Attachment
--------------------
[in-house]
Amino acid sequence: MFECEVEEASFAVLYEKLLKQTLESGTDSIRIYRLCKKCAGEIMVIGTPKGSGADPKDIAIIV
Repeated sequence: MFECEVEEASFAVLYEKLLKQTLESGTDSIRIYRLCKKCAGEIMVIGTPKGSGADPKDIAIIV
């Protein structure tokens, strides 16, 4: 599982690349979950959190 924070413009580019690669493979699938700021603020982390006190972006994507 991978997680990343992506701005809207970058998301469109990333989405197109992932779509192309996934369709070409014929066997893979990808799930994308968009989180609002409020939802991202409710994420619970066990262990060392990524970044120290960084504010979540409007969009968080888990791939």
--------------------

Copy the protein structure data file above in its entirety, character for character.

[in-house]
Amino acid sequence: MFECEVEEASFAVLYEKLLKQTLESGTDSIRIYRLCKKCAGEIMVIGTPKGSGADPKDIAIIV
Repeated sequence: MFECEVEEASFAVLYEKLLKQTLESGTDSIRIYRLCKKCAGEIMVIGTPKGSGADPKDIAIIV
């Protein structure tokens, strides 16, 4: 599982690349979950959190 924070413009580019690669493979699938700021603020982390006190972006994507 991978997680990343992506701005809207970058998301469109990333989405197109992932779509192309996934369709070409014929066997893979990808799930994308968009989180609002409020939802991202409710994420619970066990262990060392990524970044120290960084504010979540409007969009968080888990791939």